Things I want

September 24, 2014

I suspect that these this exist. Or that I could build them if they don’t. And yet, I’d rather someone send me a link where I can just buy them.

  • A tiny board that I can hook to my computer to download sounds, then hook to a button + battery to play them. My neighbor down the street has some action figures that would be hilarious to mess with. Should run for a long time off a coin cell battery. Also, possible bonus points for making it BTLE updatable (but cheap is important too so it is only possible bonus points). [Update: Adafruit just announced what I want: Audio FX Sound Board. It is a little bigger than I'd hoped but everything else is pretty good. I just hope they get on with the rest of my list.]
  • A USB rechargeable ring of battery, 3.3V and at least 350 mAh. Would be nice if it was already the right size (and shape, with connectors) to plug a MicroView into. And by “ring”, I mean, should fit my index or thumb.
  • An LED that follows along with music, can tell me if my singing along is sharp or flat. Must work in the car, with the radio. Second version should work in shower, no external music, just whether I’m in a key (any key).
  • A handheld microphone that wirelessly (BTLE? iphone dongle?) connects to my phone to be used in live podcast recording. Also, an app with few bells and whistles but the ability to reliably record. Bonus points for an accelerometer in the mic that causes two channels to be recorded separately, depending on angle of mic.
  • 2 and 4 AA battery holder with (very efficient) power switchers that provide clean 3.3V power.

Let me know when you finish or find them.





Beagles in Paris

September 24, 2014

I’ve been working on a way to demonstrate a networking feature. I should tell you all about the networking feature but let’s just pretend that, like all routing protocols, we don’t really care about how it works.

Actually, that is why it is hard to demo networking protocols: either the demos do something and everyone says, “oh, I could do that over TCP/IP” or they don’t have any interface other than wireshark and everyone says, “wow, I’m bored.”

Yeah, I’ve been working in networking and missing my microprocessors quite a lot.

ANYWAYS… the demo! I have:

  • 8 BeagleBone Black, rev Cs
  • 8 LCD screen capes (these are absolutely marvelous)
  • 8 Webcameras
  • 8 brochure stands
  • 2 100W power supplies (each feeding four units, 5V 2A)
  • 1 hub to rule them all
  • 1 laptop to run the obligatory wireshark
  • Assorted cables (Power, Ethernet, one USB for config/debug)

We’re running something that acts like Dropbox so they all share the same data. (Seriously, I could tell you how but I’d use phrases like “Bit Torrent for the Internet” and get dirty looks from my workplace or crossed eyes from you.)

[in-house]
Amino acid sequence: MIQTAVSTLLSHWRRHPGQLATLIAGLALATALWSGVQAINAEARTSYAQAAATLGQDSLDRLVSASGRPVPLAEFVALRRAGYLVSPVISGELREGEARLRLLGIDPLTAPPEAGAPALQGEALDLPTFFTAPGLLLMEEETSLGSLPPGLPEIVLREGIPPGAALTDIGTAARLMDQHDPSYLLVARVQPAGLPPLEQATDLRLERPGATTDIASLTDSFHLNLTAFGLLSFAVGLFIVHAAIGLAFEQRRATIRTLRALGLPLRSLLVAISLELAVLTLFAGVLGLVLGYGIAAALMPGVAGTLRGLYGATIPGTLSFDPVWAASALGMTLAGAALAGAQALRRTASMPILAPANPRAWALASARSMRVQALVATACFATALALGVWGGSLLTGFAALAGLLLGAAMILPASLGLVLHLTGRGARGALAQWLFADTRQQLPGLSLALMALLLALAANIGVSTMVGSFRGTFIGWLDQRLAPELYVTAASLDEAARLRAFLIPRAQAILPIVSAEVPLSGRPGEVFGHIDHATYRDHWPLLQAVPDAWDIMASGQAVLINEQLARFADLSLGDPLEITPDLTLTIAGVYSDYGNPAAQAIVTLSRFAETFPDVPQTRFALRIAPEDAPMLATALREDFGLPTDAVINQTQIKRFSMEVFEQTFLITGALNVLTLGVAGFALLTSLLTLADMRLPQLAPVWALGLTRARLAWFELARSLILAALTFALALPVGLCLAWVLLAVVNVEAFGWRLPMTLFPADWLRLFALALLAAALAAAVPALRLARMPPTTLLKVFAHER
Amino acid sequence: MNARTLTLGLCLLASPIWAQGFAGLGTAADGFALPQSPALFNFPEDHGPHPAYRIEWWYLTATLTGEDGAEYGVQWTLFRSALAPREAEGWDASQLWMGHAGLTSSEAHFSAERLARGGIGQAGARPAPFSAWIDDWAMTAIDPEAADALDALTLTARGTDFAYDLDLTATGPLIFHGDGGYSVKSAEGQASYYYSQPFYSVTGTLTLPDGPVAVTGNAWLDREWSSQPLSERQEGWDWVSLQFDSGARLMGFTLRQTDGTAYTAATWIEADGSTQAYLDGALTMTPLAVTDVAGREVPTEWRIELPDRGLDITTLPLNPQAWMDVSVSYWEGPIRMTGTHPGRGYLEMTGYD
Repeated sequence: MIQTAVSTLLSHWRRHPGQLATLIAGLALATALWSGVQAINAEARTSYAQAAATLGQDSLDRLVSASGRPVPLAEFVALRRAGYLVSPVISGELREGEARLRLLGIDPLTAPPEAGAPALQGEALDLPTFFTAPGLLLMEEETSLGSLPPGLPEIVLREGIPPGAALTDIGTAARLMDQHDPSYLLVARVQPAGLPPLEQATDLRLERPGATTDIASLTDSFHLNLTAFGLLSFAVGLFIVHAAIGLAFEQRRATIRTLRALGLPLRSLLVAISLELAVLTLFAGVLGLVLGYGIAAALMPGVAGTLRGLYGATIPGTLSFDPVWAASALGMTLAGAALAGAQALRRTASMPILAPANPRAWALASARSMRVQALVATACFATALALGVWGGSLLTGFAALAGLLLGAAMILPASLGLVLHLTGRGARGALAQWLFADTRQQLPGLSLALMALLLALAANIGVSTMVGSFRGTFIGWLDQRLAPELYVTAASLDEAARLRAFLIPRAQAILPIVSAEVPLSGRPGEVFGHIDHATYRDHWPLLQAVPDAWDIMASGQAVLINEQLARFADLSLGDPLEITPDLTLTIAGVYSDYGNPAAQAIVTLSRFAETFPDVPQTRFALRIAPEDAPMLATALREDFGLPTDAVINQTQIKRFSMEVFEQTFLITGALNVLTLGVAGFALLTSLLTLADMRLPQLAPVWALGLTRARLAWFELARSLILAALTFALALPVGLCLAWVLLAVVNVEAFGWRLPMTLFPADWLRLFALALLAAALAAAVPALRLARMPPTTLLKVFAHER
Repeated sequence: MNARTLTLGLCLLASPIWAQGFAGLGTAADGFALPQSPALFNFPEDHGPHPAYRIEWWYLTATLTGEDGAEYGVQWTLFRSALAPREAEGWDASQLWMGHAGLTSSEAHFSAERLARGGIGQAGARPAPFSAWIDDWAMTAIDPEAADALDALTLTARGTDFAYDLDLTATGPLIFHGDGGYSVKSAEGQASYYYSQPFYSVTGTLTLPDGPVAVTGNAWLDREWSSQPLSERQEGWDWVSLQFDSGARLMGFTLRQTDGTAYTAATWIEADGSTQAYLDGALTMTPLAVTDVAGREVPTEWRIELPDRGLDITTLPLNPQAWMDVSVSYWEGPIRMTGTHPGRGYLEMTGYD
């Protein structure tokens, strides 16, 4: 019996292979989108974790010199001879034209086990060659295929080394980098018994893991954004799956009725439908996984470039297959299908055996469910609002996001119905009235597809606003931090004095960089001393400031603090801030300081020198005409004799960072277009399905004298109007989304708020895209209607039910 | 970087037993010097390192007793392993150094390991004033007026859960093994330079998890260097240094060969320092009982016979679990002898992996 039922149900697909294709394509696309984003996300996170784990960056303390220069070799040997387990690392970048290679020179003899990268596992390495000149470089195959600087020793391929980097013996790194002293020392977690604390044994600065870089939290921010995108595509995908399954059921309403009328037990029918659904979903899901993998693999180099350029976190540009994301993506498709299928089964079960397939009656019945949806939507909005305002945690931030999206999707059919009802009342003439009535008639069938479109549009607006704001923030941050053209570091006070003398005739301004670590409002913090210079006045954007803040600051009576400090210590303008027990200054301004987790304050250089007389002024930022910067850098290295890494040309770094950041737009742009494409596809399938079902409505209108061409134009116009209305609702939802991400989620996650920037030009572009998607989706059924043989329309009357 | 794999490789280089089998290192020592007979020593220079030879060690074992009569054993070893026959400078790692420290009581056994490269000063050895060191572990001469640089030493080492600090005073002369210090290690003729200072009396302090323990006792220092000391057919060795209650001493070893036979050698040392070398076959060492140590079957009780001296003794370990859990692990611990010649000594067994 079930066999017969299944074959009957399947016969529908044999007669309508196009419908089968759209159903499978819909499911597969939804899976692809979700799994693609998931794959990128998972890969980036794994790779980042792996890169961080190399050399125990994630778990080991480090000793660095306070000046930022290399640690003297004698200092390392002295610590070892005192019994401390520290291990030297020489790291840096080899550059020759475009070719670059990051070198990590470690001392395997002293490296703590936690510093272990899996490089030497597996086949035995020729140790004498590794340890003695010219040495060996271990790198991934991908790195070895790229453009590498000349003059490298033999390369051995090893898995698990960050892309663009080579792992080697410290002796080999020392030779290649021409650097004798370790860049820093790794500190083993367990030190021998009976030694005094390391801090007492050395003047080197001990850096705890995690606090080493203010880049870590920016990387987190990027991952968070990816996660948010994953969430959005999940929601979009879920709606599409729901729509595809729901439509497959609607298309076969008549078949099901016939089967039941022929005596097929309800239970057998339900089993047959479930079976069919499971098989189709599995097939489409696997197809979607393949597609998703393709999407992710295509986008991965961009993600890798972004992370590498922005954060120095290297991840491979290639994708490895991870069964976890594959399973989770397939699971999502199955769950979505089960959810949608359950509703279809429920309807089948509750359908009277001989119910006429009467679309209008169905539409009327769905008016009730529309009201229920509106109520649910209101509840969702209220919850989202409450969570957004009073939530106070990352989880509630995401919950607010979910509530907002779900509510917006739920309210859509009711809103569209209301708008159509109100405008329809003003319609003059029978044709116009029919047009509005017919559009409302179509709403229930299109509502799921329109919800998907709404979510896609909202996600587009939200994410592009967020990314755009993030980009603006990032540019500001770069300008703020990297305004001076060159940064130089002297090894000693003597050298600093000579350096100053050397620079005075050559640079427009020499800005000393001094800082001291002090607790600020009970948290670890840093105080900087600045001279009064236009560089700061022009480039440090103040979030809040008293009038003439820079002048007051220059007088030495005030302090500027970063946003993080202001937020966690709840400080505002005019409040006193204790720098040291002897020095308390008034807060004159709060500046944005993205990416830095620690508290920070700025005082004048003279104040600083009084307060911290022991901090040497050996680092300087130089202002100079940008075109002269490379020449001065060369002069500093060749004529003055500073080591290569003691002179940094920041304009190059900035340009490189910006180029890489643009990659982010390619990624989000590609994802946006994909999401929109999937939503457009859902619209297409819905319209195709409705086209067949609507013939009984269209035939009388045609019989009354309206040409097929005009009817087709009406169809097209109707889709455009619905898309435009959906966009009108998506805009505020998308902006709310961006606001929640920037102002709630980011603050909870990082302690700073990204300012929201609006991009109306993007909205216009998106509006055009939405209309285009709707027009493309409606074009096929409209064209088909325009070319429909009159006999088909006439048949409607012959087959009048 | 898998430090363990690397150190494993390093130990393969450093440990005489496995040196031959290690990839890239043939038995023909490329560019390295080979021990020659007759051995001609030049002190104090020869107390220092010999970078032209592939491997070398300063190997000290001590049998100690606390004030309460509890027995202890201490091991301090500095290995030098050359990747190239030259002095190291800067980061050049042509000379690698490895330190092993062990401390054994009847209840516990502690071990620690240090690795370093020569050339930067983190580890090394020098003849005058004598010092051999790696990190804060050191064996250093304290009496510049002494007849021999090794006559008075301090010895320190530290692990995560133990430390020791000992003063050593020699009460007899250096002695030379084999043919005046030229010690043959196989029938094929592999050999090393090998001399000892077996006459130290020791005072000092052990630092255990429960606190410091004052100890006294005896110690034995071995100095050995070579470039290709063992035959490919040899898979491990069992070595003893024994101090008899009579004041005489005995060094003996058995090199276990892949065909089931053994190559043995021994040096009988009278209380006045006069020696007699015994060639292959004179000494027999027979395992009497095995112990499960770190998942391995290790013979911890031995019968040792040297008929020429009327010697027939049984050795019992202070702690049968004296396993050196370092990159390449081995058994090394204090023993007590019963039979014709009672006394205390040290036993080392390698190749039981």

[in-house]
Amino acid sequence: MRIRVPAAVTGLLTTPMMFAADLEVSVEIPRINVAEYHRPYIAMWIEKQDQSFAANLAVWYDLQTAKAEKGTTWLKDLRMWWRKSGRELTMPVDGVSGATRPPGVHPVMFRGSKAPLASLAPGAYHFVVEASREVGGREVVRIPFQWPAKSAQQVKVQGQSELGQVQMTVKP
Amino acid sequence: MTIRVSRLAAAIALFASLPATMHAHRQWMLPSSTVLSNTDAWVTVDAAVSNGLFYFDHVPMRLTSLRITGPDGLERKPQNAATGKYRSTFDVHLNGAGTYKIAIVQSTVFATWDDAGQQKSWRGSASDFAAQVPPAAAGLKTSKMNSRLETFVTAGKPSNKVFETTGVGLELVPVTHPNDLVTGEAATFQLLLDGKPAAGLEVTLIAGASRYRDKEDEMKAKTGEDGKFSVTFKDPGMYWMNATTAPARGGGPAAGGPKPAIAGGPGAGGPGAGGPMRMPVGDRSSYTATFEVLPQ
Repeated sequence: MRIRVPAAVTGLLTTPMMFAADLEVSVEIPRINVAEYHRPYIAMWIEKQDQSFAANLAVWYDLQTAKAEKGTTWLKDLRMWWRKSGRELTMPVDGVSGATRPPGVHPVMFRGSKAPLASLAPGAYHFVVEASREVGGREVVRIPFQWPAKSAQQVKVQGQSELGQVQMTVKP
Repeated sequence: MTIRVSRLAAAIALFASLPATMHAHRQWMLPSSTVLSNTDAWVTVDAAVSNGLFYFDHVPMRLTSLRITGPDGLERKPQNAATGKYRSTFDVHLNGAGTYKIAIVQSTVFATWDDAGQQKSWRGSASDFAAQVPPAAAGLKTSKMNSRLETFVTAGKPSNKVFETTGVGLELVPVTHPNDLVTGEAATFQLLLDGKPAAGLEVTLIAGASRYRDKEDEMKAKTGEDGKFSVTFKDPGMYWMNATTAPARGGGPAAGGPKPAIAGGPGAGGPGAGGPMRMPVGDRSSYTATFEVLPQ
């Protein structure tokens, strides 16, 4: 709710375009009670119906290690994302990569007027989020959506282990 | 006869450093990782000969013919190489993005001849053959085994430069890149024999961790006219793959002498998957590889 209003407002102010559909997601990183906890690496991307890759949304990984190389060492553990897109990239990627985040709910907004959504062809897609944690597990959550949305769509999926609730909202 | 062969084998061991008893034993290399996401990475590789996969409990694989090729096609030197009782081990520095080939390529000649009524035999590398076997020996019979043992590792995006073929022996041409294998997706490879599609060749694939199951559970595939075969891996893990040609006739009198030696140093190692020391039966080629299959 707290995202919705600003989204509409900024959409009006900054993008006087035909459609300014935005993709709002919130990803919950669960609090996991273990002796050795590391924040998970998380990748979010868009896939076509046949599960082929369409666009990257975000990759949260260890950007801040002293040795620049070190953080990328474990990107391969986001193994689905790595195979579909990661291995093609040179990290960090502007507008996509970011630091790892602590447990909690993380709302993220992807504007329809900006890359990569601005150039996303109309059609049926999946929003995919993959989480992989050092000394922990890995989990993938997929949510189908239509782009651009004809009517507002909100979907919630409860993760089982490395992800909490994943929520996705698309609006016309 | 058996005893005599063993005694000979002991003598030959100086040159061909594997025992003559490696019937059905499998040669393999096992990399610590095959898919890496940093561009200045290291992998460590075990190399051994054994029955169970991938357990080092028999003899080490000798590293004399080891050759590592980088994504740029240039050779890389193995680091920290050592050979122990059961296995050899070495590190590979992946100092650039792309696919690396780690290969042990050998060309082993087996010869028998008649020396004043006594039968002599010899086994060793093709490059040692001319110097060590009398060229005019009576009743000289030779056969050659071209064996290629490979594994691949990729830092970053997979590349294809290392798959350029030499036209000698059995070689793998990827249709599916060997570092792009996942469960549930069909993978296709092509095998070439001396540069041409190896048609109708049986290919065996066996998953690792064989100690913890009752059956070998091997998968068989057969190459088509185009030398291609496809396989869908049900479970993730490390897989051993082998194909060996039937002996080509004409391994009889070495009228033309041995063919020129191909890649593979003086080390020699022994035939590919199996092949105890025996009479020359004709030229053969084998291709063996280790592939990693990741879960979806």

Before I go on with a few details about the build, how would you demonstrate Dropbox? As a walk-up, show-n-tell style demo on a crowded expo floor? Something that makes sense once you use it is remarkably complex for a demo.

For my demo, every second, each BBB takes a picture. It displays it on its screen and puts it in the shared directory. In another window, it uses a slideshow program to look at all of the pictures in the shared directory. Think of it like a security system, I show you what I see and what everyone else sees. This setup lets people see the how fast files are sync’d and the Ethernet traffic that passes on the wire to implement the protocol (look wireshark, no TCP traffic!).


The main difficulty I have working with the single board computers like BBB and Raspberry Pi is that I don’t know the overly crowded space. Good software might have terrible websites, yet vaporware always looks real. It took me a multiple hours of research and testing to settle on streamer to take still pictures and on feh to display them.

For the most part I used three units to do the setup and testing. Eventually, I got it working well-enough to go ahead and set up on all eight units. That was when most of the problems actually showed up, of course.

My pictures kept getting overexposed. They’d start out ok but get lighter all the time until all images turned white if the system was left alone. Of course, it took some time to figure out that the exposure setting was the problems since if I interacted with the units, it took much longer to get to white. Eventually I searched for possible causes, downloaded v4l-utils so I could try v4l2-ctl which communicates with the camera to change settings.  I added it to my start script and apt-get installed on all 8 units.

However, my pictures kept being overexposed at the top, for the top 20%. It wasn’t due to light flicker, pointing at a window (or covering the lens) got the same top part lighter than the rest image. It was definitely the image capture program. I’d put camorama as a step to verify the webcam worked from the display (it is a touch display, so pretty, so nice).  It didn’t have the same problem, but it doesn’t get stills. So I tried a different capture program: fswebcam. That didn’t help the problem and all a change of each control parameter didn’t help. However, fswebcam lets me take a bigger picture and then crop it down. So… problem solved-ish, once I apt-get installed on all 8 units.

I don’t know if that was an artifact of the camera I chose (the fairly expensive Microsoft LifeCam HD-3000). I tried a $6 from the random-cheap bin at Central Computer and it worked fine though the stills didn’t look as nice so I put it in a drawer, forgot about it. I may try to see if it causes the top-image-light problem but since I’m locked into the gear I have for this month, the only way is forward.